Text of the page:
1. How did you market your products during the initial days? Ads, Reddit, HN, SEO etc.? Which channel worked for you the best?

    2. Since you are selling to an audience who can develop their own solutions, what challenges did you face in selling to developers? How did you overcome them?

    3. What have you learned about your customer's mindset that you think influences them to use your products instead of developing their own solutions?

    Thanks for reading, I am eagerly waiting for your reply :)

    1. 3
      1. I shared my videos on Reddit and other places where Rails developers were hanging out. Some people started sharing my tutorials on places like StackOverflow which really helped to bring in the organic traffic.

      2. That is a great question. There's not a lot of education past beginner content. You have tons of introductory things, so trying to do intermediate and advanced topics helped stand out. Developers are often cheap (especially with education), so I had to deal with $19/mo and just let it grow slowly over time.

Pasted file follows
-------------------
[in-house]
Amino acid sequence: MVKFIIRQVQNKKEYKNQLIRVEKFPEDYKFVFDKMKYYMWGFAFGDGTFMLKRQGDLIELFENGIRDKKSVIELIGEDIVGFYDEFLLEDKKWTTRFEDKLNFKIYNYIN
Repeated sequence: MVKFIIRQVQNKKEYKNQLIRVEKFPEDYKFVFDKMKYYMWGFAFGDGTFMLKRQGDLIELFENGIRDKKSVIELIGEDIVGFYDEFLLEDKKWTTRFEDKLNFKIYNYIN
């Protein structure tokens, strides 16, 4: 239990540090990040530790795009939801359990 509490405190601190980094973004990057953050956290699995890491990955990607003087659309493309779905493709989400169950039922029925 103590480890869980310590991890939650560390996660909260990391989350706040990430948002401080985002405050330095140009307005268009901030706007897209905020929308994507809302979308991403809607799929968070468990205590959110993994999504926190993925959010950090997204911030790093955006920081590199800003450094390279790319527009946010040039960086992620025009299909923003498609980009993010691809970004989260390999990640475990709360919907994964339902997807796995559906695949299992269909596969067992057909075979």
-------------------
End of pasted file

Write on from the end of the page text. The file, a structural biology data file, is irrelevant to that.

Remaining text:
3. I'm helping them think through problems and how to approach them was very helpful. They learn how to think about it from me, which builds trust and if I launch a product, they'll know that it was built with the same thoughtful approach that they trust.

      1. 1

        Wow.. thanks for answering my queries. I wish you the very best 👍

  5. 2

    As someone with a lot of Rails developer friends, its nice to see this business doing so well. Congrats. I have no questions though haha

  6. 2

    It's very inspiring that you did all of this with Rails for the Rails community. To think some still question its relevancy.